Oregon’s House and Senate are dominated by Democrats. There’s nothing particularly wrong with that so long as those in power don’t use their advantage to ride roughshod over those with whom they disagree.
But that’s exactly what could happen with Senate Bill 761, and an amendment to the measure would only make matters worse.
As initially written, the bill would make it far more difficult to gather signatures for petitions. It would change the rules for what are called e-sheets, electronically generated petition signature sheets, when gathering signatures to put an initiative, referendum or recall petition on the ballot. The bill would undo action by former Secretary of State Jeanne Atkins that allowed the e-sheets to be distributed in newsletters. The Oregon Education Association did that effectively in 2016, according to testimony on the bill.
If the original bill were to become law e-sheets would still be allowed, but each voter hoping to sign one would have to print it out for his or her use alone. Worse, if a single volunteer violated the you-print, you-sign law, the Secretary of State’s Office could accept no more e-sheets from anyone after that date. That, supporters say, would prevent fraud.
But the facts don’t support the notion that e-sheets increase the chances of fraud. According to testimony from the Secretary of State’s Office Monday, there’s actually less fraud among e-sheet signers than elsewhere. Well over 90 percent of e-sheet signatures are valid, office officials reported, compared with less than 90 percent validity on old-fashioned petitions.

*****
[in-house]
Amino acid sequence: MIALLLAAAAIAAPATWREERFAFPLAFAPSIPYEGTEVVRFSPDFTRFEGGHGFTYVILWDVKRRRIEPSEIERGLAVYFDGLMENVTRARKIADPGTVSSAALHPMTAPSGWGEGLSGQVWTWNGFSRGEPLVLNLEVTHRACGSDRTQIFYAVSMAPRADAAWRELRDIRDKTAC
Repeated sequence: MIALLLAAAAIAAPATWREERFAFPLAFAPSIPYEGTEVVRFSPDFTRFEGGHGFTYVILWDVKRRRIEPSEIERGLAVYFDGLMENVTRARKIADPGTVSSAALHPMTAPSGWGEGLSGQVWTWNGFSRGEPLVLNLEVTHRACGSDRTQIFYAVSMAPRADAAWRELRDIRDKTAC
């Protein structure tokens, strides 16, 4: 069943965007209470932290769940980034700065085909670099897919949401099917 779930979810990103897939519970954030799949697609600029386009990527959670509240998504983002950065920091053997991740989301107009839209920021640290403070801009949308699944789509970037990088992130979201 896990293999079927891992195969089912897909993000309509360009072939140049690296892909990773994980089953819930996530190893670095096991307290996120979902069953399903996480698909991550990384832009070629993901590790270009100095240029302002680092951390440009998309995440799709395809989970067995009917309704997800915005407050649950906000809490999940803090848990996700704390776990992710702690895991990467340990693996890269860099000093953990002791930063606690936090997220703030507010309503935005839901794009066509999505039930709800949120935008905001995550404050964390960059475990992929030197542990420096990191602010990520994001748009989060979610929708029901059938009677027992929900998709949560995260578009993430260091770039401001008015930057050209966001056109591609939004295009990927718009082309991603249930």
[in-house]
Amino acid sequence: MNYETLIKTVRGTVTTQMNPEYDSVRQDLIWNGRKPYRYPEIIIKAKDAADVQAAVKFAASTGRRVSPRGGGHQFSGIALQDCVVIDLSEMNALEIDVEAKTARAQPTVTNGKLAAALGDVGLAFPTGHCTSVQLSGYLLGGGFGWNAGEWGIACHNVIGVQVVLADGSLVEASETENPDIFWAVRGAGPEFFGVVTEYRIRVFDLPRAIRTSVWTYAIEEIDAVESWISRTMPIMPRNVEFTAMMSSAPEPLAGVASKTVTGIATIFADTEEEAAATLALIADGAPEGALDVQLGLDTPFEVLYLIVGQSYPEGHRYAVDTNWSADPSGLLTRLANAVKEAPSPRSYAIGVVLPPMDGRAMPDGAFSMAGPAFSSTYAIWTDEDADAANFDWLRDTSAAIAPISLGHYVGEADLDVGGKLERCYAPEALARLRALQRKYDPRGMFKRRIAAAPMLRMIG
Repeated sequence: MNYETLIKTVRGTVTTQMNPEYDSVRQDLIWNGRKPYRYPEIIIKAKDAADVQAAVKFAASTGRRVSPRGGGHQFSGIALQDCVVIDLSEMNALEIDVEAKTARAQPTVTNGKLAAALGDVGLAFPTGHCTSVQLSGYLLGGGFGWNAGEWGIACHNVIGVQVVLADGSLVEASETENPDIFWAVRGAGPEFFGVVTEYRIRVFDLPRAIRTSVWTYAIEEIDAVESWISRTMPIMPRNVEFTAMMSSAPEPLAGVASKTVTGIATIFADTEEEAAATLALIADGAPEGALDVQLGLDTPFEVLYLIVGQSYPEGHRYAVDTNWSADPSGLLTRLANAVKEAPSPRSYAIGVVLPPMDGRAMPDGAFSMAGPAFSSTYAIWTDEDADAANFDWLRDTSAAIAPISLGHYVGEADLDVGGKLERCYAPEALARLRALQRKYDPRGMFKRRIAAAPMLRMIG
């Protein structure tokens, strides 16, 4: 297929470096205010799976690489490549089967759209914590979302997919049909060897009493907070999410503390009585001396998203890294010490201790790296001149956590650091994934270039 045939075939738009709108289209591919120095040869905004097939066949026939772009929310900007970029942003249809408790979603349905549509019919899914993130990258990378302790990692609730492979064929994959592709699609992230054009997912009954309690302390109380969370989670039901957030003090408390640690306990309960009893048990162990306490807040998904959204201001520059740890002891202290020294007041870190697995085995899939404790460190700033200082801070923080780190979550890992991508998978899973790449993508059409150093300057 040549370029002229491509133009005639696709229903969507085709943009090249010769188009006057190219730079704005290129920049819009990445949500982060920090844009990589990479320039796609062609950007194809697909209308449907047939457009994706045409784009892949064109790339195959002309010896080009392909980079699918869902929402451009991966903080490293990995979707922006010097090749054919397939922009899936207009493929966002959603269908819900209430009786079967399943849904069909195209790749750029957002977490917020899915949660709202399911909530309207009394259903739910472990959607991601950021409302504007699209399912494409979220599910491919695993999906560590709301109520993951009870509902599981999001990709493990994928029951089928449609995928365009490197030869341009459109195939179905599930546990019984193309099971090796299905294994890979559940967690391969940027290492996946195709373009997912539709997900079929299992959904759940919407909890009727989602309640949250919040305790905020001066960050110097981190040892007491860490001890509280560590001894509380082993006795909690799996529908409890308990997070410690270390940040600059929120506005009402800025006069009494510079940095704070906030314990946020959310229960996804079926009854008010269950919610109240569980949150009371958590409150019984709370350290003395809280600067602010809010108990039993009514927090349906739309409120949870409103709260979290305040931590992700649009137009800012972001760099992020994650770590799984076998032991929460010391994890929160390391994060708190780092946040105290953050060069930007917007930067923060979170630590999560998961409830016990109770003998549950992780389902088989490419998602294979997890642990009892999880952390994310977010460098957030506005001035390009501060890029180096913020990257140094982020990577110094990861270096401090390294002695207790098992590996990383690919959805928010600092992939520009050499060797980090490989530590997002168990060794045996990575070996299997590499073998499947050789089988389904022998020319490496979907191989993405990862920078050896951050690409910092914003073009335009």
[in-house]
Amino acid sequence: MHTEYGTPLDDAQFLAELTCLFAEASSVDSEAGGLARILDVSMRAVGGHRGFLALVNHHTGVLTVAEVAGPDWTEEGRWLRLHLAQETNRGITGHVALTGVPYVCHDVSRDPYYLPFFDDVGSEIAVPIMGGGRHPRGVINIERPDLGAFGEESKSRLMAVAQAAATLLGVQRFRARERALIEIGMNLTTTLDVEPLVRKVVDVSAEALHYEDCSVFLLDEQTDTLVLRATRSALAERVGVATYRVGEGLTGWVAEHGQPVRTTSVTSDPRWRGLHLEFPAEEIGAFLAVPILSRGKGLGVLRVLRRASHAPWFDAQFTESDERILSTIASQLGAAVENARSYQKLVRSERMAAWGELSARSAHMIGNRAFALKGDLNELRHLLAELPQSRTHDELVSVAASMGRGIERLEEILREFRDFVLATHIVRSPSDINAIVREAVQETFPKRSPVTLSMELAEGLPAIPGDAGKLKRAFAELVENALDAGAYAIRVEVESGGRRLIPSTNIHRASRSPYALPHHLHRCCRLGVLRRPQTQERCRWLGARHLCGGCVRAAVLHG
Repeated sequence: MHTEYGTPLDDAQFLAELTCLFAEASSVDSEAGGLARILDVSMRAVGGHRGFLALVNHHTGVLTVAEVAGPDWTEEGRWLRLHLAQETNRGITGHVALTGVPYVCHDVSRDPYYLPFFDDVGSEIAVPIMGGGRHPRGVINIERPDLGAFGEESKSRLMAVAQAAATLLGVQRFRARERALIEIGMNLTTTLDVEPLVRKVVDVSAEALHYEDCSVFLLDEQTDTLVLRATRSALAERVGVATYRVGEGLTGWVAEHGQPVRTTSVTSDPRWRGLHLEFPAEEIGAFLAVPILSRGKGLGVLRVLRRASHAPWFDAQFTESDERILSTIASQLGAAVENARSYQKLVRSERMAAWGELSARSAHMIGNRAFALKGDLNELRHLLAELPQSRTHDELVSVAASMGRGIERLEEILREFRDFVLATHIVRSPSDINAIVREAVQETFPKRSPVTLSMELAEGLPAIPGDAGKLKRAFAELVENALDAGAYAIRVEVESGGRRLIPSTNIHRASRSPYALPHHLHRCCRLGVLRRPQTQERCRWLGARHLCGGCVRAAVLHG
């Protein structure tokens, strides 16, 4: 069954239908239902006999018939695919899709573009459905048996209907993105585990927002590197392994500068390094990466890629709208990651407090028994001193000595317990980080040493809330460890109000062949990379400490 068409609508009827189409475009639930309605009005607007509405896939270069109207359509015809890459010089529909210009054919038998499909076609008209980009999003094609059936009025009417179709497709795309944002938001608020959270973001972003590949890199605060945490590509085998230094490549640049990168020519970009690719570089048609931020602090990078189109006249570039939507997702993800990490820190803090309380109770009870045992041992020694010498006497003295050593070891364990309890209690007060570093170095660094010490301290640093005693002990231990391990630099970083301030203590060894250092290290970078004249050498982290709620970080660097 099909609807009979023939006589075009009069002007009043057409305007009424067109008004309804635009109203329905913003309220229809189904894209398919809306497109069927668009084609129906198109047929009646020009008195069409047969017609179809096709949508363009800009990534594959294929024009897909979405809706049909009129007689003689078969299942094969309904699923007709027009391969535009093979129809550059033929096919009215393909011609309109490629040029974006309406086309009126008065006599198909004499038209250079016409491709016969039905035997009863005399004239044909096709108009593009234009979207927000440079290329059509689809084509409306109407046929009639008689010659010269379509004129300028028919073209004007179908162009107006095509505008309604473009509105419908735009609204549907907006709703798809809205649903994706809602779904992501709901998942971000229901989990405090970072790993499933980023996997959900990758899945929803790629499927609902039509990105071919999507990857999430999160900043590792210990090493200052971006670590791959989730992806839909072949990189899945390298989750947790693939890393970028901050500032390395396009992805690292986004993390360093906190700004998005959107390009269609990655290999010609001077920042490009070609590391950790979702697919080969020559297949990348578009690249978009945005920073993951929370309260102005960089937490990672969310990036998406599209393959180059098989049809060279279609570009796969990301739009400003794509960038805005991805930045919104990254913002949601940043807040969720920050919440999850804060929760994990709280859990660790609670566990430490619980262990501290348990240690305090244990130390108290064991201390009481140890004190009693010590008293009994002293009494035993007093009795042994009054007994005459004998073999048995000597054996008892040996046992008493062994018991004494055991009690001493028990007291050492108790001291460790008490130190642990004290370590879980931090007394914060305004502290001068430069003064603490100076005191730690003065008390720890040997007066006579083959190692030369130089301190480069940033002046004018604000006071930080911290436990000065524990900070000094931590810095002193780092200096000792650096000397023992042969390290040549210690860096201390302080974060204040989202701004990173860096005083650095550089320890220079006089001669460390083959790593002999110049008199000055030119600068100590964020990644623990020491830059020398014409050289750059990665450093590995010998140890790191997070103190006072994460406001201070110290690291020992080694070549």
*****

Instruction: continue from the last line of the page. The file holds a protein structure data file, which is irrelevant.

The bill’s original form was bad enough. A proposed amendment would bar the secretary of state from issuing templates for e-sheets at all, at least until 2023. Moreover, the amendment carries an emergency clause, meaning it would become effective as soon as the governor signed it, derailing any attempt to have it overturned.
It is, in other words, a naked attempt to bar challenges to tax measures adopted by this Legislature that Democratic lawmakers fear might be overturned by voters.
It would make it far more difficult for opponents of the Legislature’s hidden sales tax bill — approved earlier this month and already signed into law — to attempt to challenge the measure at the ballot box. It would have the same effect on any other bill an unhappy group sought to have overturned. In other words, it’s a direct attempt to undermine the power of voters and hand it to Democratic lawmakers. It’s a thoroughly undemocratic idea.